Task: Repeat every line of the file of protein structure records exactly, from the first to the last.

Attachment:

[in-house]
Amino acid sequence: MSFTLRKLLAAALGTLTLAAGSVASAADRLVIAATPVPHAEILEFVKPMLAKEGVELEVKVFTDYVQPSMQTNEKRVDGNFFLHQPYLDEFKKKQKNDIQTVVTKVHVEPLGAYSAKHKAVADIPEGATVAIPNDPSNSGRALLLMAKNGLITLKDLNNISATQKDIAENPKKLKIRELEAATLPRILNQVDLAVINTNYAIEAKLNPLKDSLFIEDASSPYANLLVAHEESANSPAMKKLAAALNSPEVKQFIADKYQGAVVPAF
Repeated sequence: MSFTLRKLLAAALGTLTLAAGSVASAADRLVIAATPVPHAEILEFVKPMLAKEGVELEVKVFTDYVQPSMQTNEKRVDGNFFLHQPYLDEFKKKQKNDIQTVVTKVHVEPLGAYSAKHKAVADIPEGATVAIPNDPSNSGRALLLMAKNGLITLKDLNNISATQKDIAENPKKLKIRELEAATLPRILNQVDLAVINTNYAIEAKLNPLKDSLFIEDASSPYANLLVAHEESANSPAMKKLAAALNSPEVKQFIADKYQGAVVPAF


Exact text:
[in-house]
Amino acid sequence: MSFTLRKLLAAALGTLTLAAGSVASAADRLVIAATPVPHAEILEFVKPMLAKEGVELEVKVFTDYVQPSMQTNEKRVDGNFFLHQPYLDEFKKKQKNDIQTVVTKVHVEPLGAYSAKHKAVADIPEGATVAIPNDPSNSGRALLLMAKNGLITLKDLNNISATQKDIAENPKKLKIRELEAATLPRILNQVDLAVINTNYAIEAKLNPLKDSLFIEDASSPYANLLVAHEESANSPAMKKLAAALNSPEVKQFIADKYQGAVVPAF
Repeated sequence: MSFTLRKLLAAALGTLTLAAGSVASAADRLVIAATPVPHAEILEFVKPMLAKEGVELEVKVFTDYVQPSMQTNEKRVDGNFFLHQPYLDEFKKKQKNDIQTVVTKVHVEPLGAYSAKHKAVADIPEGATVAIPNDPSNSGRALLLMAKNGLITLKDLNNISATQKDIAENPKKLKIRELEAATLPRILNQVDLAVINTNYAIEAKLNPLKDSLFIEDASSPYANLLVAHEESANSPAMKKLAAALNSPEVKQFIADKYQGAVVPAF